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Tuesday, March 29, 2011
Signs of progression for Ireland

Gareth Maher

It is the performance rather than the result that matters in friendly games, so there is reason for Giovanni Trapattoni to be upbeat despite watching his team lose 3-2 to Uruguay. • International friendlies review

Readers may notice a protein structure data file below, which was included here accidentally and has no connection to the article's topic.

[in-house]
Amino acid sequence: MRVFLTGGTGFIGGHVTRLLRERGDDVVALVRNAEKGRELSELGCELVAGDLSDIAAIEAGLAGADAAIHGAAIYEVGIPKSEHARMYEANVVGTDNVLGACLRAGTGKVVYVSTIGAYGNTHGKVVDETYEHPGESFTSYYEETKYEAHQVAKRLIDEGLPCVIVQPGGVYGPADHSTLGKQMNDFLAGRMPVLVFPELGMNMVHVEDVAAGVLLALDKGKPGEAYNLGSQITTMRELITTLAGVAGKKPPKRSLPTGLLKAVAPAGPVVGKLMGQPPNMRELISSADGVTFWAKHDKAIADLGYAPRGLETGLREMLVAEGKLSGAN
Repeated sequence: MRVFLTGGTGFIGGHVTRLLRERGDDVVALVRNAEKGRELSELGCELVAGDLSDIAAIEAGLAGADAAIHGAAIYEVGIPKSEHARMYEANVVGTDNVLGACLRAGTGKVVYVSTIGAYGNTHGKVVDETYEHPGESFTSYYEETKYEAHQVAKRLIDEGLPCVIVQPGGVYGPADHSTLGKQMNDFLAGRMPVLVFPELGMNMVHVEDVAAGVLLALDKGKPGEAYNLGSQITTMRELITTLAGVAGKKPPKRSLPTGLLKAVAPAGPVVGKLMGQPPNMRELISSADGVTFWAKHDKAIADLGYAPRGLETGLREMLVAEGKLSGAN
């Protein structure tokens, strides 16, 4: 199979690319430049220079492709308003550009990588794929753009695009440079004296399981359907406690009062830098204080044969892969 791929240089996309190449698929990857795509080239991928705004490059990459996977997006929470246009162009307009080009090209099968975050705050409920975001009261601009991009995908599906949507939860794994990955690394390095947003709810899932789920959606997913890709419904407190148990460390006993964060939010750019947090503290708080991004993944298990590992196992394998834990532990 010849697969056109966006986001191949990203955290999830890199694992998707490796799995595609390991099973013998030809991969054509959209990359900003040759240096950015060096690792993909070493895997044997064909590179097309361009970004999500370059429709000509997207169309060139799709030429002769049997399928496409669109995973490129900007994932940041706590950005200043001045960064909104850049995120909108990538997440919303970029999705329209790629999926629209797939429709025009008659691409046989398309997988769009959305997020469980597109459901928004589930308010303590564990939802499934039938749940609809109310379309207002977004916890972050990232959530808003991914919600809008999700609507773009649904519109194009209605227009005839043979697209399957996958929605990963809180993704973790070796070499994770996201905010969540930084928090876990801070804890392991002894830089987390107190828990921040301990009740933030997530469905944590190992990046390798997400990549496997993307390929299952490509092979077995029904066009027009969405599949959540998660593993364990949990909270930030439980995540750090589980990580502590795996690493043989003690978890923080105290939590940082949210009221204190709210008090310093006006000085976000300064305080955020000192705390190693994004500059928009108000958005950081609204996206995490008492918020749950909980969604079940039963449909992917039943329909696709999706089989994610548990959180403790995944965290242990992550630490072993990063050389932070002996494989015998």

• Friendlies Gallery Photo Gallery The 3-2 scoreline is not a big concern for the Republic of Ireland. Of course, a home win to follow up the Euro 2012 qualifiying victory over Macedonia would have been welcomed, but it wasn't needed. Instead, the Ireland's manager focus will be on the encouraging display his experimental team produced against an opponent who are ranked seventh in the world and reached the semi-finals of the recent World Cup. Goals from Diego Lugano, Edinson Cavani and Abel Hernandez highlighted the inexperience of the Irish side, but there were plenty of positives to note. Shane Long and Keith Fahey hit back with goals, Ciaran Clark showed composure on only his second cap and James McCarthy stood out in the 4-4-1-1 formation. Opting for a different system and a rookie line-up to operate it proved that 72-year-old Trapattoni does actually have an adventrous streak in him. He is likely to switch back to his more conserative - which is understandable - for the remaining qualifiers, but at least he now has a Plan B. In this game, Ireland set off out of the traps with a predictable robustness and supplied some flashes of slick, attacking play. It was a sign of what a new-look Irish side could be capable of as Clark roamed forward from left-back and embarassed Napoli forward Cavani by twisting and turning past him three times. Fahey provided a creative spark in central midfield as he spread play well and drove forward to support the attacking duo of McCarthy and Long, who made clever runs off the ball but deserved better service. Although, Fahey was the one player who showed that he is ready to push for a regular starting place. The Birmingham City man covers a huge amount of ground, links play superbly and has the kind of impact going forward that Ireland have been crying out in central midfield since Steven Reid announced his international retirement. He also isn't afraid to shoot from long range as he showed on nine minutes and again on 18 minutes. From the other contenders hoping to start in the upcoming Carling Nations Cup games against Northern Ireland and Scotland, Keiren Westwood made a superb double save on 69 minutes and took on the role of being a vocal leader in the defence, Kevin Foley did an unfussy job at right-back and Long impressed as a lone striker. However, international football can be quite cruel - especially against a quick, counter-attacking team like Uruguay. Luck played more of a part than actual skill for Lugano's opener, but the goals from Cavani and Hernandez displayed ruthless finishing. All three of the visitor's goals exploited defensive lapses in the Irish backline, but that is something that can be tightened up when the likes of Richard Dunne and John O'Shea return. The positive thing was how they responded with Long and Fahey pulling goals back. Trapattoni reverted back to a more familiar 4-4-2 for the final quarter of the game with Andy Keogh joining Long up top. Both worked hard to feed off scraps, but the tempo noticeably dropped when Fahey was replaced by Darron Gibson and there was a lack of zip to Ireland's play. Friendly games are all about trying something (or someone) different. So in that regard, this was very much a useful exercise for Trapattoni. He has tried a new system, given several players a chance to convince him that they deserve more caps and witnessed some really positive football. With the aforementioned Carling Nations Cup games as well as a summer tour to the United States, there are opportunities on the horizon for Ireland to experiment further. And that could lead the way for a more positive, attacking team to emerge.

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